Now, the story in itself is not new. Just by watching the trailer you can tell what will happen and how it will end. It is pretty much paint by numbers. What matters here is not the originality, but the execution, which is not flawless, but it is pretty darn good. Besides the 2 leads, no other character gets any screen time. They are showed from a distance, and referred to, but none of them have any lines in the movie. This is good, because it keeps the movie clutter free. There are no ridiculous subplots, not annoying side characters. The focus is on our 2 leads and on them only. To makes this work you have to have some good talent in front of the camera, which of course Keanu Reeves and Winona Ryder are, and then some. Destination Wedding is the 4th movie they do together and it shows on their on-screen chemistry. The interaction between the two is natural, seamless. They are a great on-screen pair and the material allows them to have fun. Both of their characters are loners and intellectuals, and in any other circumstance, they would avoid each other like the plague. But here, they are exposed to each other’s quirks and ideas and they drive each other up the walls, yet they stick together because they agree on one thing, which is that they would rather be anywhere else but here at this wedding. So, the entire movie is a set of conversations that the 2 are having during the event. The way the 2 are exchanging jabs and puns, ironies and sarcasm at each other is delightful. Like a very good tennis game, only with words and sentences.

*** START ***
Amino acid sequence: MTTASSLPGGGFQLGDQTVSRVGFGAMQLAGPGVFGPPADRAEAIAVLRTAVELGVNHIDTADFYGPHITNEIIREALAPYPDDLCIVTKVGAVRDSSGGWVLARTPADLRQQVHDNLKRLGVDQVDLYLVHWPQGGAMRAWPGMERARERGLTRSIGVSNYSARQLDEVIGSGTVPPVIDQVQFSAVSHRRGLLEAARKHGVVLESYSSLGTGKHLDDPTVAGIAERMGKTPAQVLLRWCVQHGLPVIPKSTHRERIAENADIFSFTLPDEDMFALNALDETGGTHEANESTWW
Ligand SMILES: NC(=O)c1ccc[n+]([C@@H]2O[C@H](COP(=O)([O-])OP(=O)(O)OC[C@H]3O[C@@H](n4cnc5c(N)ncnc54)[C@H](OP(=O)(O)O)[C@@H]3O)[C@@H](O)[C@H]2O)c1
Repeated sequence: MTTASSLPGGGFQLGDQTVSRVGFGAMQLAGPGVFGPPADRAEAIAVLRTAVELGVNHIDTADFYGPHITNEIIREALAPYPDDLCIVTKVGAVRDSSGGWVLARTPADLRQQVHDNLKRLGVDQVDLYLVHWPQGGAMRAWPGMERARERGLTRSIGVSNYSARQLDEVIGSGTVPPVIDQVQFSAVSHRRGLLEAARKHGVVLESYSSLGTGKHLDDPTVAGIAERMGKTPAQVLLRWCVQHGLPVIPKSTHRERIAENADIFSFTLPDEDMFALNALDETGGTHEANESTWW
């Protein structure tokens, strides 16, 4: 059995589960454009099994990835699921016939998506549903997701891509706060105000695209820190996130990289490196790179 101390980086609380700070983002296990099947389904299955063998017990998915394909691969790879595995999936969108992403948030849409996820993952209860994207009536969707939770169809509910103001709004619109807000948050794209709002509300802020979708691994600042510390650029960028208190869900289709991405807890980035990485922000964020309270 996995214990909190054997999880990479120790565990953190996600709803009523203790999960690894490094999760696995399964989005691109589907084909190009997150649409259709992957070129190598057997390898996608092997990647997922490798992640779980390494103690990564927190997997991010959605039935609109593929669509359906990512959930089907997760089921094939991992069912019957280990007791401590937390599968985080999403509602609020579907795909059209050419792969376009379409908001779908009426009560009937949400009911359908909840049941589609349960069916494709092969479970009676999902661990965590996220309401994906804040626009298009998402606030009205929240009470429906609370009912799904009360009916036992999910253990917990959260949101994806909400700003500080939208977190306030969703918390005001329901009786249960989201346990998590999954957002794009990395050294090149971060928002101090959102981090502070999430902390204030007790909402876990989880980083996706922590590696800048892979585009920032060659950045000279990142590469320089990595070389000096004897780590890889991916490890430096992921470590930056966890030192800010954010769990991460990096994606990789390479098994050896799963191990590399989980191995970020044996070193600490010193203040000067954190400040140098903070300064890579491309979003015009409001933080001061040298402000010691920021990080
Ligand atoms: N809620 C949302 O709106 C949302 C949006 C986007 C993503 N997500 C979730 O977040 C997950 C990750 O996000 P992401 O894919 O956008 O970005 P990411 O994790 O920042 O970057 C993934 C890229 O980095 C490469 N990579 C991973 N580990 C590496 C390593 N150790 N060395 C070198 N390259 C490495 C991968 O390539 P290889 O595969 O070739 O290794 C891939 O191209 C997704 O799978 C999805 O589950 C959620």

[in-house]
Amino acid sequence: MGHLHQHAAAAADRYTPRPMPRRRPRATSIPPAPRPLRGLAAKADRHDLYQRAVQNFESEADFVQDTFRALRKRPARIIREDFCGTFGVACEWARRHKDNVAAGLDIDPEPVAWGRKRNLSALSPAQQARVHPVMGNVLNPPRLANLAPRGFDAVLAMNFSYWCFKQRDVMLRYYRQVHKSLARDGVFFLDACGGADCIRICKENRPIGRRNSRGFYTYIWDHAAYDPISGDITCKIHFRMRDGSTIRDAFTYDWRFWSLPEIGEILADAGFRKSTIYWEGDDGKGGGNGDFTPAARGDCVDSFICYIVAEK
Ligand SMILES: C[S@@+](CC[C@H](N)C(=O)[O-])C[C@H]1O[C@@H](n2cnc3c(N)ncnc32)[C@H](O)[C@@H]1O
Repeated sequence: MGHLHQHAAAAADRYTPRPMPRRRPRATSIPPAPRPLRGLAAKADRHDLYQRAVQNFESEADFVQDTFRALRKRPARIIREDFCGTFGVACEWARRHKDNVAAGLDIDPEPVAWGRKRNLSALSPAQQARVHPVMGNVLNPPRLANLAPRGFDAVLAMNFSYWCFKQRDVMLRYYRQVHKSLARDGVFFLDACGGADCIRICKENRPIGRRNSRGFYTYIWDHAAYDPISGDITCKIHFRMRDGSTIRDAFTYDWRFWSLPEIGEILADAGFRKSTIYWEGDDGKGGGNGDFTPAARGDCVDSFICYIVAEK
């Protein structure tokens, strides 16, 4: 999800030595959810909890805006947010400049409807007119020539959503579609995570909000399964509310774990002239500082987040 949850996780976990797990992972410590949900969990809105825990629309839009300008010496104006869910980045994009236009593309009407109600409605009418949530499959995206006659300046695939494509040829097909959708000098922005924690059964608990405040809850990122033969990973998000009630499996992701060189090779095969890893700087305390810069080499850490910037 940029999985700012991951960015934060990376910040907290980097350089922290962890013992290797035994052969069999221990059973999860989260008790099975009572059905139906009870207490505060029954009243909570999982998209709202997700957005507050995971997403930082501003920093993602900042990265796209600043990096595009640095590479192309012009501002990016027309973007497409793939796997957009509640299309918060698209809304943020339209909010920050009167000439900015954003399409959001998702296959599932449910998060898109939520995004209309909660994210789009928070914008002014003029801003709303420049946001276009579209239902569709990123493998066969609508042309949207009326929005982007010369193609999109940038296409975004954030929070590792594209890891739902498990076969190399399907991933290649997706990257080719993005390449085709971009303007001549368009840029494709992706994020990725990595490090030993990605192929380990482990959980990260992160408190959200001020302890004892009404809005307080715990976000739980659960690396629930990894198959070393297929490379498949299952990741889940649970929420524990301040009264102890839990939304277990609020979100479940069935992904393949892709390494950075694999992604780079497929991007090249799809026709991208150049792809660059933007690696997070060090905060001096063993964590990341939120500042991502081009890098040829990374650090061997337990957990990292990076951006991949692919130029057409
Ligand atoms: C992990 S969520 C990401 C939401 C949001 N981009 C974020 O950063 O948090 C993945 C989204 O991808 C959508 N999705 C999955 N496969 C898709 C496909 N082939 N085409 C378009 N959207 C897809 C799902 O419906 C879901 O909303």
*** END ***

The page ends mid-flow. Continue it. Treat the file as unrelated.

But, here in lies the problems as well. The split of the material between the 2 leads is uneven. Reeves has more one liners and puns than Ryder. Also, his backstory is more fleshed out. It is his family that we get to know trough the conversations, his parents are presented as lunatics, his brother is the groom in the wedding and the lynch pin that binds the protagonists, as it is also the brother who invited Ryder’s character to the wedding, since they were previously engaged. The script holds nothing for Ryder on this level. She has opinions, hopes, reactions, but very little substance. Ryder manages to come off as Reeves equal in this movie, but this is only because of her acting talent, nothing else. The second problem this movie has is its inevitable conclusion and the way it has chosen to deal with it. Consider it spoilers if you want to, but it is fairly obvious from the trailers alone that the 2 mains will end up together. And while the buildup for this is long and fun, once the love threshold is crossed, the movie doesn’t really knows what to do any longer. The witty conversations are exchanged to some form of courtship, which comes off as awkward. Suddenly the characters change gear and start behaving like completely different people, which really messes up the otherwise steady flow of the movie. Mercifully, by this point the movie is almost over, but yeah, they could have done a better ending.